July 6th, 1927
FROM THE ARCHIVES:A civil service committee examining road traffic regulations in the light of the growing number of motor cars spent much of its first day of hearings considering Dublin pedestrians, whom the assistant Garda commissioner in charge of the city, General William Murphy, suggested should be legally required to walk on the left of footpaths.
GENERAL MURPHY next referred to the question of pedestrian traffic.
During the nine months ending March 31, 1927, there were 20 fatal accidents and 811 non-fatal accidents in the Metropolitan Police area.
Of the 20 fatal accidents, 167 were due primarily to the carelessness of the pedestrians. Of the non-fatal accidents, 354 were due to the same cause. These figures, and the figures that they had obtained from other police forces, bore out the fact there was a need for the regulation of pedestrian traffic. [...] General Murphy said that the Dublin pedestrian was the most careless in the world, with the possible exception of pedestrians in country villages. If the Dublin pedestrian lived in Paris, and walked about Paris as he walked around Dublin, the casualty list would be a very heavy one.
Mr. Flynn – Is this due to the fact that the Paris pedestrian is more law abiding? General Murphy – They have regulations there, and the pedestrians have to abide by them. In Paris the vehicles have prior right to the road, and the pedestrians know it.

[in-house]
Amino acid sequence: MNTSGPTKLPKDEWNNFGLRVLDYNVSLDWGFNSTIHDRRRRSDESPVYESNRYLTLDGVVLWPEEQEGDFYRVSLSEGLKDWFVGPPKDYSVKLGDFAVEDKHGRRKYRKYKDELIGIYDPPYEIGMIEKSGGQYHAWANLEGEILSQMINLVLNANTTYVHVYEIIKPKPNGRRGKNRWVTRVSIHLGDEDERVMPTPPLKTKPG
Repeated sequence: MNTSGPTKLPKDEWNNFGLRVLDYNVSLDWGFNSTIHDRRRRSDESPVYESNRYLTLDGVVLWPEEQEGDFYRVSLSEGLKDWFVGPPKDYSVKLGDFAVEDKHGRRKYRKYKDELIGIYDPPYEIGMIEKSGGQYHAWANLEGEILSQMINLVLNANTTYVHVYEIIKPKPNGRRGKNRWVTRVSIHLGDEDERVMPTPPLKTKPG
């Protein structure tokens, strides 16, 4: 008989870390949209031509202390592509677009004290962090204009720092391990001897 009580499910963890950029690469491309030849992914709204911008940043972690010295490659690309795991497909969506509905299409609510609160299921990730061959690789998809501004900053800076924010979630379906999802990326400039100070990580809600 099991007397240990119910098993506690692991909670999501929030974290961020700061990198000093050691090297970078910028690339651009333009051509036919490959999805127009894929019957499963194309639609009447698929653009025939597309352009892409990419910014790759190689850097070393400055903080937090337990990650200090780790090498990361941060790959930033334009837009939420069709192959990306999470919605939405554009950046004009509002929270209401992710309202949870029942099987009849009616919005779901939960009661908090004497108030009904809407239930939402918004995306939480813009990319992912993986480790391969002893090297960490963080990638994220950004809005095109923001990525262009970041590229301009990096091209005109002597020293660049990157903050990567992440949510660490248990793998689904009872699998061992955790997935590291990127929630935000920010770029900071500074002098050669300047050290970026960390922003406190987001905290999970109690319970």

Mr. Flynn – Then it is so obviously dangerous to cross a road in Paris that the pedestrians don’t do it? General Murphy – The vehicle drivers have a right, and they know how to exercise it. [ . . . ]Mr. Duff – Assume there is a recognised footway, could pedestrians pass as they liked? General Murphy – Oh no! At the present time we have a second guard on duty at some crossings, and he regulates the passing of the pedestrians. Some wait for his signal; but many others cross as they like. Regulations in this direction is absolutely necessary.
General Murphy went on to say that the rule of the footpath walking by the right should be abolished, and that the same rule as operated on the road, walking by the left, should be substituted.
Mr. Duff – How do you propose to carry out that rule? Would you make it an offence to walk to the right on the footpathway? [sic] General Murphy – I would make it an offence of obstruction.
Mr. Duff – Take Grafton street: would you prosecute all the women who stopped and looked into the windows there? – The Guards, as they usually do, would use their commonsense.
The Chairman said that they had considered the matter in Committee. The difficulty would be to educate the people. They had not yet made up their minds as to whether they would make it an offence not to walk on the left or proper side of the footpath.
General Murphy – Unless you regulate the pedestrian traffic in the streets, you will leave 50 per cent of the job untackled, and accidents will continue to grow as they have been growing in recent years.